1. Adopt a compliance audit and monitoring program for the practice. Obtain a copy of “Compliance Program Guidance for Individual and Small Group Physician Practices,” published in 2000 by the Office of the Inspector General (OIG) of the Department of Health and Human Services (www.hhs.gov/oig). This audit recommendation can be adapted to a physician practice’s internal claims review procedures. The American Medical Association (AMA) encourages physician practices to implement a compliance plan in the online resource titled, “Physician Compliance Planning.” “The existence of an effective compliance plan provides evidence that any mistakes were inadvertent, and this evidence could be considered by the federal government in determining whether reasonable efforts have been taken to avoid and detect fraud and other misbehavior. A compliance plan also will detect under coding and improve communications within a practice setting.”
2. Review a report of physician services and how frequently they have been performed over a one- to six-month period. Most computerized medical software can produce this report. A physician’s evaluation and management (E/M) frequency data usually is distributed according to a bell-shaped curve because different patients in different settings receive different services. The E/M frequency data differs among different specialists because of variability in practice populations and other factors. According to the Medicare data, (See Figure 1 and Figure 2) for example, neurologists generally perform proportionally more higher-intensity E/M services than all specialties combined.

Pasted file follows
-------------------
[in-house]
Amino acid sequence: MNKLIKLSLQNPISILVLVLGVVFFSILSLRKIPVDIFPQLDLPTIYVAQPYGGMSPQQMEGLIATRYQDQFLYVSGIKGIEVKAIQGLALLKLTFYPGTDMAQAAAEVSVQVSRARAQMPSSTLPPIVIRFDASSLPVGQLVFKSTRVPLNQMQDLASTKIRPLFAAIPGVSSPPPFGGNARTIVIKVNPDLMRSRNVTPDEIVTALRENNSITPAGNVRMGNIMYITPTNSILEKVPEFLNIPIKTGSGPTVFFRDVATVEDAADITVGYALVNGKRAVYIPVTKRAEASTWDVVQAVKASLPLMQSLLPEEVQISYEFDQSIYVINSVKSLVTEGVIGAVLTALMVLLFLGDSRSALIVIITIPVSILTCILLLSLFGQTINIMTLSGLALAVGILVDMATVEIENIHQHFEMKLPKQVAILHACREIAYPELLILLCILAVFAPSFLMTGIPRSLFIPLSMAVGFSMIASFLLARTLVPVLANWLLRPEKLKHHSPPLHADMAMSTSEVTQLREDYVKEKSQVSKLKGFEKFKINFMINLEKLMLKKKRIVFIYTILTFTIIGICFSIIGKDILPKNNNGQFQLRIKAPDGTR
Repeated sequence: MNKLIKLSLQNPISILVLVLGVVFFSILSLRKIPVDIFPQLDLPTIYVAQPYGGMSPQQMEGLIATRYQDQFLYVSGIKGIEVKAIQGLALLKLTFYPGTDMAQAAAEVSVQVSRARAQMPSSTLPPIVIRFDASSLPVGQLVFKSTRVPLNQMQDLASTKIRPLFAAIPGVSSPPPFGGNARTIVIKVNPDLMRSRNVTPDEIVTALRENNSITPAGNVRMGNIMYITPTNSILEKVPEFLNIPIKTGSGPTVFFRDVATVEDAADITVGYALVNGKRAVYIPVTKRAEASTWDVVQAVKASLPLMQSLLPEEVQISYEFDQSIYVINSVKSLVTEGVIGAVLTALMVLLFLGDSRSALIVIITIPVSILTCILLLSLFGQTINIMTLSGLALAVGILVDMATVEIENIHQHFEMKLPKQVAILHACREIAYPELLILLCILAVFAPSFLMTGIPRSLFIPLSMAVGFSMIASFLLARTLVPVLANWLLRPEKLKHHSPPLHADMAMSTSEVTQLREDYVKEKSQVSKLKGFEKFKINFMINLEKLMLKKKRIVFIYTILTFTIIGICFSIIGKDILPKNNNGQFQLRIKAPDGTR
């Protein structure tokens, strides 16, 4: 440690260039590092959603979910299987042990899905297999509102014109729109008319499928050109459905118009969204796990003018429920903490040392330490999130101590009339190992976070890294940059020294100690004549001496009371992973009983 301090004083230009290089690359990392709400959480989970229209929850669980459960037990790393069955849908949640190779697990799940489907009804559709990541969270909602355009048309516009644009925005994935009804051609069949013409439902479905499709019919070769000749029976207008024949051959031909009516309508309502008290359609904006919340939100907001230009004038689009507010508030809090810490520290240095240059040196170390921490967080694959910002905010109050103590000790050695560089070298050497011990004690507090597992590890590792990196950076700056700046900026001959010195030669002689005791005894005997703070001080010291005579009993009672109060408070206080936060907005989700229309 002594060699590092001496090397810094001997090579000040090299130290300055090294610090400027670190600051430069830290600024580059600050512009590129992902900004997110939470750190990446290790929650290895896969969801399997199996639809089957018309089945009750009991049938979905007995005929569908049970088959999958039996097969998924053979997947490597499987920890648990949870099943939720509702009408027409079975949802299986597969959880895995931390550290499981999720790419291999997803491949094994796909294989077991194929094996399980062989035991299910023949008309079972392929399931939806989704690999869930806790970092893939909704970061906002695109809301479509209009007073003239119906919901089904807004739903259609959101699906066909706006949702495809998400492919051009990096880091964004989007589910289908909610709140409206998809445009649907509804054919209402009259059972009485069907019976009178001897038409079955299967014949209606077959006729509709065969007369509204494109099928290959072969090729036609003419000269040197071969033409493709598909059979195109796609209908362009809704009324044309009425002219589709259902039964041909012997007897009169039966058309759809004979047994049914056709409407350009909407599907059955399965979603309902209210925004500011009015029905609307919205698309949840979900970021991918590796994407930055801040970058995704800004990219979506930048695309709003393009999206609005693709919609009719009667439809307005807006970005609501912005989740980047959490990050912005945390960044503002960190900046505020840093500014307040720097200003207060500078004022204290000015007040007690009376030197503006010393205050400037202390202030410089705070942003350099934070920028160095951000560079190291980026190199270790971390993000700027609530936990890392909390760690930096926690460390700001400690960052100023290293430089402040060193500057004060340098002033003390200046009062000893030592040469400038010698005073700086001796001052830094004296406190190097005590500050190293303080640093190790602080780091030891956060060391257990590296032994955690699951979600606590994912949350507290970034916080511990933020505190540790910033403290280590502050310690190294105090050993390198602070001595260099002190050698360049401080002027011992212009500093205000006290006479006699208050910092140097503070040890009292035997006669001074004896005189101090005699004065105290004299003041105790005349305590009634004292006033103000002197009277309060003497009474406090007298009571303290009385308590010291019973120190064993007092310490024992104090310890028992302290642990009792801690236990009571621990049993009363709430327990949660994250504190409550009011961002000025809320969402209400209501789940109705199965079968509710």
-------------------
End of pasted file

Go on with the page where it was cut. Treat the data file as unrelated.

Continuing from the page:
3. Obtain the most current Medicare E/M frequency data from your Medicare carrier or fiscal intermediary for your state and medical specialty nationally. Comparison of your E/M frequency data with that of your peers may be helpful—both before any audit and in the event of an audit. The comparison may help you to determine whether you are over coding or under coding E/M services compared with your peers. If you are audited by an external agency or payer, a comparison of your claims history with that of your peers (by state and specialty or other appropriate geographically defined area) may be appropriate. In consultation with your counsel, consider obtaining the most current Medicare E/M frequency data by CPT code from your Medicare carrier or fiscal intermediary for your state and specialty. Know which set of Centers for Medicare and Medicaid Services (CMS) E/M guidelines—the 1995 or 1997 version—the payer follows under its medical review guidelines, since it will impact the payer’s E/M frequency data. The physician may report E/M services based on one of the two sets of CMS E/M guidelines.